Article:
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Paper

Written Paper

Organic farming in north-east hill region in India  [2003]

N. Ghosh;

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This paper investigates the practice of organic (non-fertiliser) farming in seven north-eastern hill states of India (Arunchal Pradesh, Manipur, Meghalya, Mizoram, Nagaland, Sikkim and Tripura) and examines which farmers use it, which groups of crops it is used for, and whether it involves the use of chemical inputs other than fertilisers. It analyses data from the National Sample Survey Organisation on cultivation practices in 1997-98.It finds that, in these north-eastern states:fertilisers are used by only 27 per cent of farms, and the most common practice (45 per cent of farms) is to use neither manure nor fertiliser; this reverses the pattern found in all other regions of India smaller farmers are more likely to use fertilisers than larger farmers; but even amongst the small farms, the most common practice is the use of neither manure nor fertilisers amongst the largest category of farms, the most common practice (49 per cent) is to use manure but no fertiliser organic farms are typically not irrigated and possess fewer assets than farms that use fertilisers; however, organic farms are more likely to possess livestock larger proportions of fertiliser users also use technologies such as improved seed, mechanisation, and insecticides than other types of farm however, substantial proportions of farms that do not use fertilisers or manure do use improved seeds (35 per cent) and insecticides (12 per cent) for farms using neither manure nor fertiliser, most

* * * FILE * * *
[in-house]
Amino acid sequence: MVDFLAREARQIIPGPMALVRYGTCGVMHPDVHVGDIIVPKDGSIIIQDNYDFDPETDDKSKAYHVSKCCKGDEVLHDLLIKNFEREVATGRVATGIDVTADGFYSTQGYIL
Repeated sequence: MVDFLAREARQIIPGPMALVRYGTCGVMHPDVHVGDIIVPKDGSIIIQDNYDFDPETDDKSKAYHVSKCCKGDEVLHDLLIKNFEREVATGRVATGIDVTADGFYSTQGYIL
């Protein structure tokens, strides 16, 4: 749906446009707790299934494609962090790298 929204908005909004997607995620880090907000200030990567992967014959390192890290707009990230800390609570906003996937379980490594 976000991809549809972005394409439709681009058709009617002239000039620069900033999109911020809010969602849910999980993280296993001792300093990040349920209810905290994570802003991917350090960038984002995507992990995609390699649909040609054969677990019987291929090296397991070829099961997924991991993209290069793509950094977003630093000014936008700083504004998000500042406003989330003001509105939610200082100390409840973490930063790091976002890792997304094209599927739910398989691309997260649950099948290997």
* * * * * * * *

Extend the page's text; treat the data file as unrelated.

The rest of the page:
commonly grown crops were oilseeds, pulses, mixed crops and fruits; for those using manure they were coarse cereals, fodder and vegetables; and for those using fertilisers, wheat, rice and sugarcane.The paper concludes that organic farming is a promising avenue for development given the particular circumstances of this region which include possible adverse effects of most modern methods in industry and agriculture on the plains and the abundance of difficult yet fertile tracts of land.It also suggests that organic practices could combat poverty in the region since they particularly benefit those with limited access to farm assets and irrigation. Finally it argues that the promotion of systematic organic farming and food processing could help attract investment, which in turn would increase labour force participation and encourage integration of the region with the outside economy.

Bibliographic information

Language:
English
In AGRIS since:
2013
Publisher:
Institute of Economic Growth, Delhi University
All titles:
"Organic farming in north-east hill region in India"@eng
Other:
"Possible benefits of farming without fertilisers"
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Bibliographic information

Language:
English
In AGRIS since:
2013
Publisher:
Institute of Economic Growth, Delhi University
All titles:
"Organic farming in north-east hill region in India"@eng
Other:
"Possible benefits of farming without fertilisers"